The cautious optimism that had returned to the Antwerp diamond industry following a robust month of trade in January - and into February for the rough trade - turned out to be short-lived, as the explosive spread of the novel COVID-19 coronavirus first closed the Eastern markets and gradually made its impact felt across the global diamond industry.
In his most recent post, industry analyst Edahn Golan takes a look at history and points to a series of disastrous events in the past decades and, more importantly, how despite the fact all of them had major effects on the diamond industry in the short-term, in the long run, the industry managed to recover and even grow.
Independent diamond industry analyst Paul Zimnisky examines the growing acceptance of synthetic diamonds from a known but rarely-discussed angle: synthetic diamonds deliver higher profit margins to retailers than natural diamonds.
Having already revised their 2019 full-year production guidance downwards to ~31 million carats in response to a backlog of polished diamond inventories in the midstream and weaker trading conditions, De Beers' parent company Anglo American yesterday announced it is lowering its diamond production estimate by a million carats in 2020 and 2021. Citing "challenging market conditions," Anglo American notes that De Beers' year-to-date revenues have fallen 26% since 2018, due to lower volumes of sales, a weaker product mix and a softening price index.
The Antwerp World Diamond Centre (AWDC) and Bain & Company have released their ninth annual report on the global diamond industry: Strong Origins: Current Perspectives on the Diamond Industry.
Signet Jewelers Limited claims to be the world's largest retailer of diamond jewelry and is clearly the largest specialty retail jeweler in the US, UK and Canada. It operates over 3,300 stores primarily under the name brands of Kay Jewelers, Zales, Jared The Galleria Of Jewelry, H.Samuel, Ernest Jones, Peoples, Piercing Pagoda, and JamesAllen.com. Just over a year ago the company was among the S&P 500, but its share price and market cap have fallen hard.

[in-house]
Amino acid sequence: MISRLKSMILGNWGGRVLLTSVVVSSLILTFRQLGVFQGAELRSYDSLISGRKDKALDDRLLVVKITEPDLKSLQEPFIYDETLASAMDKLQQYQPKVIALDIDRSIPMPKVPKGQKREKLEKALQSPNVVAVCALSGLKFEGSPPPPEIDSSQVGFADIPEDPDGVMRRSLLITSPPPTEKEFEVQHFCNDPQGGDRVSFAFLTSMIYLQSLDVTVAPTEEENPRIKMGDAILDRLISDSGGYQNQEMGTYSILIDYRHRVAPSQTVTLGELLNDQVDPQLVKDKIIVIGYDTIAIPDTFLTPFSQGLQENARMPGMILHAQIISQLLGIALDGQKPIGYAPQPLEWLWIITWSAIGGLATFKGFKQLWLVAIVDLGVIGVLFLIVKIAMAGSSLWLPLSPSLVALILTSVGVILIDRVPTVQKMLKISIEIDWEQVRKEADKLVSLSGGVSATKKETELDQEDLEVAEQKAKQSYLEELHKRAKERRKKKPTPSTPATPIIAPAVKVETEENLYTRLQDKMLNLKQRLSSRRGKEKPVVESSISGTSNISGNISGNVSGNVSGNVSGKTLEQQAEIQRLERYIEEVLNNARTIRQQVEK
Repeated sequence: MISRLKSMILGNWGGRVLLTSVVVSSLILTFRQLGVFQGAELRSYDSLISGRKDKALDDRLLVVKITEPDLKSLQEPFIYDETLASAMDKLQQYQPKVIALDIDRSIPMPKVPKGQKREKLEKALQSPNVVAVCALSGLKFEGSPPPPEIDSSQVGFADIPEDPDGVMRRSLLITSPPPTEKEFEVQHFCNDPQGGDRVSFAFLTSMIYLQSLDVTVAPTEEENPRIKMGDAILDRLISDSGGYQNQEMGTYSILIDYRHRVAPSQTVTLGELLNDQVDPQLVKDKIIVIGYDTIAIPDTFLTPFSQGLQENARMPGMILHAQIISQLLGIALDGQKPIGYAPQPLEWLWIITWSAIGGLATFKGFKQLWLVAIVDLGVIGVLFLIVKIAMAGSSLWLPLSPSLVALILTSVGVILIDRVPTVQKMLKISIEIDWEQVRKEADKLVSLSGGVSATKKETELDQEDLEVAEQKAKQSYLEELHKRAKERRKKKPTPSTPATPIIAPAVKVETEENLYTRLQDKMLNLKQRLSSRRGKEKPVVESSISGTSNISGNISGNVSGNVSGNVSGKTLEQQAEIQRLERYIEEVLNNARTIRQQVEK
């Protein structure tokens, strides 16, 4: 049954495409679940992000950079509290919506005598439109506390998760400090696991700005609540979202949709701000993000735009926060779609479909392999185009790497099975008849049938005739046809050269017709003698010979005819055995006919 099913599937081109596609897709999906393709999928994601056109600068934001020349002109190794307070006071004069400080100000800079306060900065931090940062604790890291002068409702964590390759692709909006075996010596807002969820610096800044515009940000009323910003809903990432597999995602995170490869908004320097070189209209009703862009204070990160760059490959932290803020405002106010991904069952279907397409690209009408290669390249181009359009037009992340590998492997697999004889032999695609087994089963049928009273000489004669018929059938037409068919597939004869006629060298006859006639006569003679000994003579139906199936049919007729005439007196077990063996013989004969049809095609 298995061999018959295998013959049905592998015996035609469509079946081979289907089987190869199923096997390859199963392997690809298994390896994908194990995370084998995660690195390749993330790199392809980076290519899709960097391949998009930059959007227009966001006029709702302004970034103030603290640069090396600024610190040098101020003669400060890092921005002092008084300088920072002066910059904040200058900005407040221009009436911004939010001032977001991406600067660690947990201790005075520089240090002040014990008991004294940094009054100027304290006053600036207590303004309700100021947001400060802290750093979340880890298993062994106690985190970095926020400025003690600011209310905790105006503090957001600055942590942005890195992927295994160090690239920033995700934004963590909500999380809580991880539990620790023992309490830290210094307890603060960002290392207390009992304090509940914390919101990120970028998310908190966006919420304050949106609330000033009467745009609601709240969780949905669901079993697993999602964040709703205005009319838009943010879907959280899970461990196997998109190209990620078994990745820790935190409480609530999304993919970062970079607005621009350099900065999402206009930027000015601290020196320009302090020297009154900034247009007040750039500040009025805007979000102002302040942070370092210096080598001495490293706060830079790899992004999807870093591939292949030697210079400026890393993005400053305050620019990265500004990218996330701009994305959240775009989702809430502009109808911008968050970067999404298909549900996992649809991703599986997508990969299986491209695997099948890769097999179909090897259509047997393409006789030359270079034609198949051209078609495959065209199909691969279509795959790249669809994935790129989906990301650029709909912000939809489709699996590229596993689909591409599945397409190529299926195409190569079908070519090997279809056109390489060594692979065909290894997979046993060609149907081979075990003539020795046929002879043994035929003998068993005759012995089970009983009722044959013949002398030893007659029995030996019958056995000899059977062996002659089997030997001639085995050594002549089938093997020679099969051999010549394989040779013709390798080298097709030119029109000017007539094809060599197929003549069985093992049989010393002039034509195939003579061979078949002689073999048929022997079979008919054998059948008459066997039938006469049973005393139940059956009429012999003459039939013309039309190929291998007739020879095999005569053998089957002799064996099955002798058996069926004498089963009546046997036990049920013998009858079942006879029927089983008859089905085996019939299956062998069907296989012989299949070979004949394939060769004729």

A combination of factors has led to widespread uncertainty and a global downturn in the diamond industry during the first half of 2019. Antwerp - the world’s leading diamond trade centre - has not escaped its impact, particularly in the rough diamond trade. Economic uncertainty generated by an unstable geopolitical climate has also fostered a heightened sense of caution among the banks that finance the trade, as well as diamond brokers and consumers of luxury goods.
The diamond industry has hit its halfway mark of 2019 and the song remains the same as Rapaport releases their H1 figures detailing across-the-board declines in polished diamond prices amid, as we noted last week, a period of weak sentiment and even weaker demand, all of which is taking its toll on manufacturers and those that supply them.
Russian diamond miner Alrosa's rough diamond sales in May continued the downward trajectory they have been on all year, though the decline was less steep than in prior months. Rough diamond sales fell by 6% year over year to $261 million, and declined 17% compared to last month as the market enters its seasonal slowdown. For the year to date (Jan.-May), the mining giant's rough diamond sales have plummeted by 30% to $1.565 billion from $2.256 billion a year ago.
An annual tradition, industry veterans Chaim Even-Zohar and Pranay Narvekar present the 2018 iteration of The Tacy Diamond Pipeline, with an in-depth look at the impact that the rise and acceptance of laboratory-grown diamonds has had on the industry this past year.
Is the goal of Lightbox to lower the price of lab-growns?
Diamond mining stocks have taken a beating in recent years, with most believing there is no end in sight. Post-financial crisis oversupply and rising concerns about the assumed influence of laboratory-grown diamonds have tested the patience and tainted the sentiment of investors in the diamond arena. But the imminent shrinkage of supply and continuing demand for the product is not imaginary. Those who doubt the resilience of the diamond industry and have given up on its ming sector may regret selling low.